Yamauchi didn’t see this as a failure but rather a minor delay. Besides, the US would most definitely be more welcome to a global Nintendo Network. Computers were in roughly 15% of American homes and the NES in more than double that. If all went according to plan, ten million homes would be linked up by the end of 1991. In comparison, the Prodigy online provider would go on to only have 1.3 million users by that target date.
Senior vice-president at HBO Jerry Ruttenbur was called to establish this network. He had made some inroads with companies like AT&T and Dow Jones, and Nintendo designers developed a data terminal cartridge for the NES with in an interface that looked like a version of Super Mario Bros. That idea fell flat, so Ruttenbur tried a new direction whereby users could download games to floppies or establish an online handle and chat with other users in a BBS-like environment. That idea also fell through.
NOA faced the same issues that NCL did: lack of users willing to do business on a game console, the expense of using a phone line for extended periods of time, etc. All network plans went dormant until September 1991. Control Data Corporation, which handled several state lotteries, wanted Nintendo’s help to boost poor lotto sales in Minnesota. Ten thousand participants paid a monthly fee of $10 to test a special modem for the Minnesota Lottery. The test was a success, but once again problems arose. The state’s attorney general criticized Nintendo for exposing kids to gambling, not trusting the easily circumvented safeguards to prevent children from using the service. Rather than face further backlash, Nintendo went back to the drawing board.
That was pretty much it for Nintendo’s network plans on the Famicom/NES. Attempts were made with future consoles like the Satellaview for the Super Famicom and the 64DD for the Nintendo 64, but neither met the numbers of the Communication Adaptor’s already poor sales and never came to the West. It is only with the Wii that Nintendo has the means to meet the goals originally laid out in the ’80s, but now the company must contend with the admittedly more robust features of the Xbox 360 and the PS3.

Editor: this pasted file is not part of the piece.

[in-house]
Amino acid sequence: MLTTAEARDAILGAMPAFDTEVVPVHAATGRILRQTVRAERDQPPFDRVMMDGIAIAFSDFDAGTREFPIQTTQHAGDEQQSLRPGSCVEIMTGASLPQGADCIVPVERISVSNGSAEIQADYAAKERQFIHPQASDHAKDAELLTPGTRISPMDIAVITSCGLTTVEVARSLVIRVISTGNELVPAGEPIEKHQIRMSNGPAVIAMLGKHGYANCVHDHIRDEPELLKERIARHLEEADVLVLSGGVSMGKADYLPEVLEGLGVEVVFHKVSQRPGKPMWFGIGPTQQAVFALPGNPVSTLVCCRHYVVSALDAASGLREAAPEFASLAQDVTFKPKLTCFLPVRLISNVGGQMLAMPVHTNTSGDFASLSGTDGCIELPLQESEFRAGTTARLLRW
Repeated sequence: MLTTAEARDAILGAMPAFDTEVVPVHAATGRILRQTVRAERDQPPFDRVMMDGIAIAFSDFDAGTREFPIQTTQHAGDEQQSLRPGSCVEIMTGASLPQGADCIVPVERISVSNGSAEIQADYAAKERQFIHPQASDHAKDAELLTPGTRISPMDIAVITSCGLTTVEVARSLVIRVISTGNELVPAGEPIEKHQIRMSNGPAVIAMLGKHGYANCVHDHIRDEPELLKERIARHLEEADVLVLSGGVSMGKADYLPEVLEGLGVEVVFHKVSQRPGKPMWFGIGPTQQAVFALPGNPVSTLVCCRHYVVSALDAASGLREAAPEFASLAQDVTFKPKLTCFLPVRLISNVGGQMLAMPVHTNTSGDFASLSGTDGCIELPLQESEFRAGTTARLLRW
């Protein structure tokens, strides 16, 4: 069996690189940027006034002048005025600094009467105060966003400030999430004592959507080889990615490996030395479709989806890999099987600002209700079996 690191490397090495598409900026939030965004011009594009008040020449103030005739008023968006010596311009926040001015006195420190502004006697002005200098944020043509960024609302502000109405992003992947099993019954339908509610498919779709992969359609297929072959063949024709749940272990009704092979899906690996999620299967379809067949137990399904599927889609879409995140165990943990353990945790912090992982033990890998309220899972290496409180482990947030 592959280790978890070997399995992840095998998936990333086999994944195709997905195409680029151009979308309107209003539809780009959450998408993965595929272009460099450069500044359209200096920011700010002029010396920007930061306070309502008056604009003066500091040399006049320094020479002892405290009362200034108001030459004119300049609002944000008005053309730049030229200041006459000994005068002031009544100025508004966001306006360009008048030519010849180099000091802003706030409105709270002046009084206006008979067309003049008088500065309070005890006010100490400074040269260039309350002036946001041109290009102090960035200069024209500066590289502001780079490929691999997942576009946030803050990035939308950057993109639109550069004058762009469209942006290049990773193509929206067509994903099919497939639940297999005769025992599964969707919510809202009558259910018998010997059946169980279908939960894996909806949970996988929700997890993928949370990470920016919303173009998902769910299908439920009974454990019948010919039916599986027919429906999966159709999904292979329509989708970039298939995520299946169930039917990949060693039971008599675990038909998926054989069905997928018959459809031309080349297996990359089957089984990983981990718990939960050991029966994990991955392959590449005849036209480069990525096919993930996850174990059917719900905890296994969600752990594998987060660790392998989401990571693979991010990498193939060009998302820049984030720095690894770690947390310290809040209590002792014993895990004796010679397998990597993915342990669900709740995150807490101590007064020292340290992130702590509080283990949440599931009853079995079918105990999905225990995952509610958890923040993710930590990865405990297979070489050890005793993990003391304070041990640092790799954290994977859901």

But imagine if Nintendo WAS successful with the global Nintendo Network. Imagine if BASIC programming on the Famicom had become more than an enthusiast hobby and was brought over to the US as a result. If somehow Nintendo found a way to overcome all the hurdles preventing its expansion, a lot of the innovations from the past few years would have arrived much, much sooner. Console online gaming might have become widespread by the mid-’90s as opposed to the start of this century.
Would Xbox Live have had any impact? Would there have even been an Xbox? Microsoft’s biggest success in the console gaming space has been its robust network, but had Nintendo’s network really taken off it would be Microsoft playing catch-up instead of the other way around.
Remember Linux for PlayStation 2? Instead of an optional kit, it might have been included out of the box with every system! In fact, Sony may even have had its own operating system for the PS2, one that was simple enough for newcomers to enjoy immediately but with the flexibility of an open-source OS. The PS2 could have actually been the supercomputer that Sony kept trumpeting it as.
And Nintendo? The GameCube may have actually had DVD playback in all models! Before that, Nintendo could have been a key player in the multimedia revolution in the early ’90s. A joint venture between it and either Sony or Panasonic might have actually paid off! Some of those other multimedia consoles may not have died so quickly and some could have actually become massive successes! Sega would still be making consoles!
It is hard to gauge exactly how the industry would have evolved had Nintendo turned the NES into a mini-PC. The impact would have been gargantuan. As it stands, Nintendo’s earliest forays into non-gaming services on gaming hardware are for the history books and the Nintendo World Museum. Nintendo’s dream will no doubt come to fruition eventually but it is highly unlikely that Nintendo itself is going to be leading the charge. Things could have been different, though.